City Vows to Appeal FDNY Discrimination Ruling

Judge ordered ban on hires until city could justify new class based on "invalid" test

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    NEWSLETTERS

    AP
    Of roughly 11,000 firefighters in the city, only about 3 percent are black and 4.5 percent are Hispanic.

    The city vowed to appeal a ruling that has halted the hiring of rookie firefighters amid test-discrimination claims, Mayor Michael Bloomberg said on his weekly radio show this morning.

    Bloomberg says the judge's suggestion that the city can pay higher-salaried firefighters overtime instead of hiring more rookies is impractical.

    A city lawyer, Georgia Pestana, warned in a statement Wednesday that the city will be forced to pay $2 million per month in overtime to make up for understaffing at the 11,000-member fire department.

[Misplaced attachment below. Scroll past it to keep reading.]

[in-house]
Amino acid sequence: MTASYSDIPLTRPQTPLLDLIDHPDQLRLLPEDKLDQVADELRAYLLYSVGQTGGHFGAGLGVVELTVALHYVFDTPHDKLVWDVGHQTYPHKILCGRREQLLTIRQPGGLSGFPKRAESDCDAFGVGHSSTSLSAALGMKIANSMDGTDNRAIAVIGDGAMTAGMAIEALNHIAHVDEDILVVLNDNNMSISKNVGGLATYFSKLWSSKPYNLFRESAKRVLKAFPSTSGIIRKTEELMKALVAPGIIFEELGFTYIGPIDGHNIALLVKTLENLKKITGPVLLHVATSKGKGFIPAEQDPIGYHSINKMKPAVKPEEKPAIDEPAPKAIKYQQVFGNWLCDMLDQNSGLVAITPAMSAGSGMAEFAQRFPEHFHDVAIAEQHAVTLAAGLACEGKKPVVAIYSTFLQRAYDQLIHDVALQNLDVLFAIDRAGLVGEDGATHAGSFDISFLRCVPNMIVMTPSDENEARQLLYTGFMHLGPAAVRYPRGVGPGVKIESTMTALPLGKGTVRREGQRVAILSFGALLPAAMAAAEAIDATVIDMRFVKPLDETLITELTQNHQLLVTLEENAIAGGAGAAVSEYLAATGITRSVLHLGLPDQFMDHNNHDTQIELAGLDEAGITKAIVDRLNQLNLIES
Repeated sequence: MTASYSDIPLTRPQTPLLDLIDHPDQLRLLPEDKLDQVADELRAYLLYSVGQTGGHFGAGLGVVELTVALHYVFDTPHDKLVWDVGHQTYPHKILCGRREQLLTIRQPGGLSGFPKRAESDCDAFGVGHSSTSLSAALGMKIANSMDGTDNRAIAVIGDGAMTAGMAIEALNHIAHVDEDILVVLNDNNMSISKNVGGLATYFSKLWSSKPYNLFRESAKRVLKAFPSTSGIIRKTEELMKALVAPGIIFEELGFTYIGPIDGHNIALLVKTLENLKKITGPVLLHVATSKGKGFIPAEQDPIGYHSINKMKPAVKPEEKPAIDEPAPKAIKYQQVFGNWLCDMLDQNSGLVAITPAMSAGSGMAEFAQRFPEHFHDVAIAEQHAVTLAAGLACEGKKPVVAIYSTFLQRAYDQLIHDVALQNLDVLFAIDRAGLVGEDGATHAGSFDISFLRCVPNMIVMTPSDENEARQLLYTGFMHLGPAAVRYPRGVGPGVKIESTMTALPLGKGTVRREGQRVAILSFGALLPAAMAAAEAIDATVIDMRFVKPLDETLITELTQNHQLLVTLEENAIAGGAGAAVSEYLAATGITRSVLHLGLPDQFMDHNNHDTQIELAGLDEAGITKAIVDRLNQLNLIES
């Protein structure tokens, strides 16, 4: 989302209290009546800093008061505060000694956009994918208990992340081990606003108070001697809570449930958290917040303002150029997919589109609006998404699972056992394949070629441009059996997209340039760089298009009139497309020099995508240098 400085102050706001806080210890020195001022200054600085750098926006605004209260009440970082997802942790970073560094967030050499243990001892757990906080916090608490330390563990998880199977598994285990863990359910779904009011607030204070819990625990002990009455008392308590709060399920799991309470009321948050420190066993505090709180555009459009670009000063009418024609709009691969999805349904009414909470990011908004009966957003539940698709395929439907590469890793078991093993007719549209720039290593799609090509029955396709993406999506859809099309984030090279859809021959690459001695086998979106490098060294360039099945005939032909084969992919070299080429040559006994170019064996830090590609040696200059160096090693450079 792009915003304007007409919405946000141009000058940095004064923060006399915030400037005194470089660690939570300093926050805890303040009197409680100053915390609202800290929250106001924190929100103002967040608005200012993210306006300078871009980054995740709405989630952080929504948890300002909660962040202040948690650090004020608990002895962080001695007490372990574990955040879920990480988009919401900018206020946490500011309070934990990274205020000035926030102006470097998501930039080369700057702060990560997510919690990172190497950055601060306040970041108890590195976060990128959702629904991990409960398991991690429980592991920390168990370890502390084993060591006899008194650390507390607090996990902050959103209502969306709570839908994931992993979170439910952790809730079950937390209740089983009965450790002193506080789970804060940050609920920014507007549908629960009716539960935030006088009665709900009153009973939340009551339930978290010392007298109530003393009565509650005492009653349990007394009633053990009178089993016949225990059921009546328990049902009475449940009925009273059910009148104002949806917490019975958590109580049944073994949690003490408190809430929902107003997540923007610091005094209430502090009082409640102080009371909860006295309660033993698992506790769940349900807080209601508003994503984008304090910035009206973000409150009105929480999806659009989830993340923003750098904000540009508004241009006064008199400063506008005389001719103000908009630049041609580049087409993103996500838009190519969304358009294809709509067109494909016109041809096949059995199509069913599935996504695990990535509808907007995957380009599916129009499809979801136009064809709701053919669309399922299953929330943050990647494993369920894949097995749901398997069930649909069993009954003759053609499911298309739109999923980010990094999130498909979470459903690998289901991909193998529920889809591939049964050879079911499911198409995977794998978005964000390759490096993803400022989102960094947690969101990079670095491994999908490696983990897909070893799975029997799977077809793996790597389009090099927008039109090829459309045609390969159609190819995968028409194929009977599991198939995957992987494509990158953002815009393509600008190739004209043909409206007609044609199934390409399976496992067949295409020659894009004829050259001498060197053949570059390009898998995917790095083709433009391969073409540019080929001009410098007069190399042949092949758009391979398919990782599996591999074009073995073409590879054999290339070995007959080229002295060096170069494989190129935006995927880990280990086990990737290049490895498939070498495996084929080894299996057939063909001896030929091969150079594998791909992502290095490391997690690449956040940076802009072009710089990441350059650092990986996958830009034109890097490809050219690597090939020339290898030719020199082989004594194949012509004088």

"The taxpayer will spend only so much," he said, adding that other city agencies could suffer as a result.

    U.S. District Judge Nicholas Garaufis found Wednesday that an entry exam used by the mostly white department was unfair to black and Hispanic applicants.

    In a written decision in federal court in Brooklyn, he said the city had not come up with a good explanation for wanting to hire a new class of firefighters based on an "invalid" test.

    "Before the court can permit the city to use (the current exam) in any manner, the city must explain what has changed and why the need to appoint a few hundred rookie firefighters outweighs the need to avoid racial discrimination in municipal hiring," the judge wrote.

    The judge's order prohibits any new hiring until Oct. 1. The judge said he would soon schedule a hearing to consider "remedial measures" to meet the city's needs.